In order for the data to be stored permanently (every minute) in the database, we have to indicate this by writing it to a .persist file:

sudo nano /etc/openhab2/persistence/rrd4j.persist

So far we have created two items each. One as a text value from the script and the other as a numerical value, which we can change if necessary. This works with rules:

sudo nano /etc/openhab2/rules/weatherstation.rules

A change via regex values and debug logging is also possible here. In general, other events can be triggered here – for example, that if the temperature becomes over 30 degrees, the fan (if connected) turns on. If you are interested, we can go through and explain such scenarios in future tutorials.

Now we create a nicer view. However, this is not visible with the PaperUI, so we have to use it in the BasicUI:
For this we create a sitemap in which the previous items can be inserted:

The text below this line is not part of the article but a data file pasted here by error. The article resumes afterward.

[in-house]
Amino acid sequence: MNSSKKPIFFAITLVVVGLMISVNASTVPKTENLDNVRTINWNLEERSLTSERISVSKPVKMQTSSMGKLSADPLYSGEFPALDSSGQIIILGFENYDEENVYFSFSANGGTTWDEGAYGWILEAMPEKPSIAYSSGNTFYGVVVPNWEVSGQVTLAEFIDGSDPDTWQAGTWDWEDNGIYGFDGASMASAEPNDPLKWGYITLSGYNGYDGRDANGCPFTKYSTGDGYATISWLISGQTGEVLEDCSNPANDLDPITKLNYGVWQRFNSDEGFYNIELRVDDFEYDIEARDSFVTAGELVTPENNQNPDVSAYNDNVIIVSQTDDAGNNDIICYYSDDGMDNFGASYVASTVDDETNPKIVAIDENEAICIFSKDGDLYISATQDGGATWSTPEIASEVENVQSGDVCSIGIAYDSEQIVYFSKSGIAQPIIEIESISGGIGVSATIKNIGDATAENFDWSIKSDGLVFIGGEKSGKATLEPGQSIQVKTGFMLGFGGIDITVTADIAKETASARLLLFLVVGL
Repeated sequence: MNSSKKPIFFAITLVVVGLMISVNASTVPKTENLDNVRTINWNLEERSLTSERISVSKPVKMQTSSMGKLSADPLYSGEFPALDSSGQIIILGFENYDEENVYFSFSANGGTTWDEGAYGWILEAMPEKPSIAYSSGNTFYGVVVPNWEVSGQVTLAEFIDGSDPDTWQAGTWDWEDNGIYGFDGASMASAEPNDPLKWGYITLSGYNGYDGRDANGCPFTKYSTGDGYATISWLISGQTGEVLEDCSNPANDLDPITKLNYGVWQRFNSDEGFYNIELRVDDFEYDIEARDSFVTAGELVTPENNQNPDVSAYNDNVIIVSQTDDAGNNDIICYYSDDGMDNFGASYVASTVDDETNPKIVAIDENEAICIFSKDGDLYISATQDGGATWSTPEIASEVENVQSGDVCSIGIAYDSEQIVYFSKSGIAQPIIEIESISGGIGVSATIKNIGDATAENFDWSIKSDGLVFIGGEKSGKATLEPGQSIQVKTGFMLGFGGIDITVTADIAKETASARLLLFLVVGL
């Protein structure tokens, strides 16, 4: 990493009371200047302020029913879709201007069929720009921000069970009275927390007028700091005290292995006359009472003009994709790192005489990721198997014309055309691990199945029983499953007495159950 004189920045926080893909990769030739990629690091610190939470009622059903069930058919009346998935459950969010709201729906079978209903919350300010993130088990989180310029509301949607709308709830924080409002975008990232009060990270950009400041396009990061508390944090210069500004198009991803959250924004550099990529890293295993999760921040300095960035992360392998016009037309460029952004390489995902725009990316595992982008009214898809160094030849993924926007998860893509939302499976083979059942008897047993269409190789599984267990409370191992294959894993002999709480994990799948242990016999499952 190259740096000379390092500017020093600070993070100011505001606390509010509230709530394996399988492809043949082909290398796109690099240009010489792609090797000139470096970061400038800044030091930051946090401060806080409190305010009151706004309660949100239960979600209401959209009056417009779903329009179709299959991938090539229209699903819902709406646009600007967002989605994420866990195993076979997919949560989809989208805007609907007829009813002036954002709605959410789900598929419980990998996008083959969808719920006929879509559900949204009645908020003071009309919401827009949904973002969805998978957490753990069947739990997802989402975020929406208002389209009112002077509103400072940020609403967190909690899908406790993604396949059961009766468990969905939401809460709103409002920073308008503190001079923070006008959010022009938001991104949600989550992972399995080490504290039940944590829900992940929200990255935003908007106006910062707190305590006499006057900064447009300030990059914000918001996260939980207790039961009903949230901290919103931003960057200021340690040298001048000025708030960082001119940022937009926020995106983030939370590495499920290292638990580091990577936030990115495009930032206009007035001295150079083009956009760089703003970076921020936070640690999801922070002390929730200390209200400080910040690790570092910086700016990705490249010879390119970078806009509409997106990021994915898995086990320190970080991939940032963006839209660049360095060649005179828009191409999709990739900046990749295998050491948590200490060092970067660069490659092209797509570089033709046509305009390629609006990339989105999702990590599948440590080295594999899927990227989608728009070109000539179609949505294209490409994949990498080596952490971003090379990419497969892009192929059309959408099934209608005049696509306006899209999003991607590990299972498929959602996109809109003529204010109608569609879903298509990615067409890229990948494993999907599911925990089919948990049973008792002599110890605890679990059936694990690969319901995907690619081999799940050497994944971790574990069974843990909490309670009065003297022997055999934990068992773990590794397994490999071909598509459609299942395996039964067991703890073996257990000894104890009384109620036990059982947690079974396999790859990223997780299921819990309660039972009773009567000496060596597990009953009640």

sudo nano /etc/openhab2/sitemaps/weatherstation.sitemap

Then update the BasicUI page and select the sitemap “Waiter station”. Here all values and the previous values are now displayed in a table. Since the values are quite different (air pressure ~ 1000 [hPa], temperature 0-30 [° C], air humidity ~ 20-70 [%]), we can also create different graphs/charts or, for example, the unit instead of hPa Use bar.

Raspberry Pi Weatherstation OpenHAB Panel


In addition, we could of course also measure the temperature with the BMP180. He can also measure the height (in meters) and the sea level pressure. With the given examples it should be a breeze to expand the files if necessary.

If contrary to expectations, something does not work as it should, a look at the logs often helps. How you can access it is explained in this article (e.g. via Karaf console).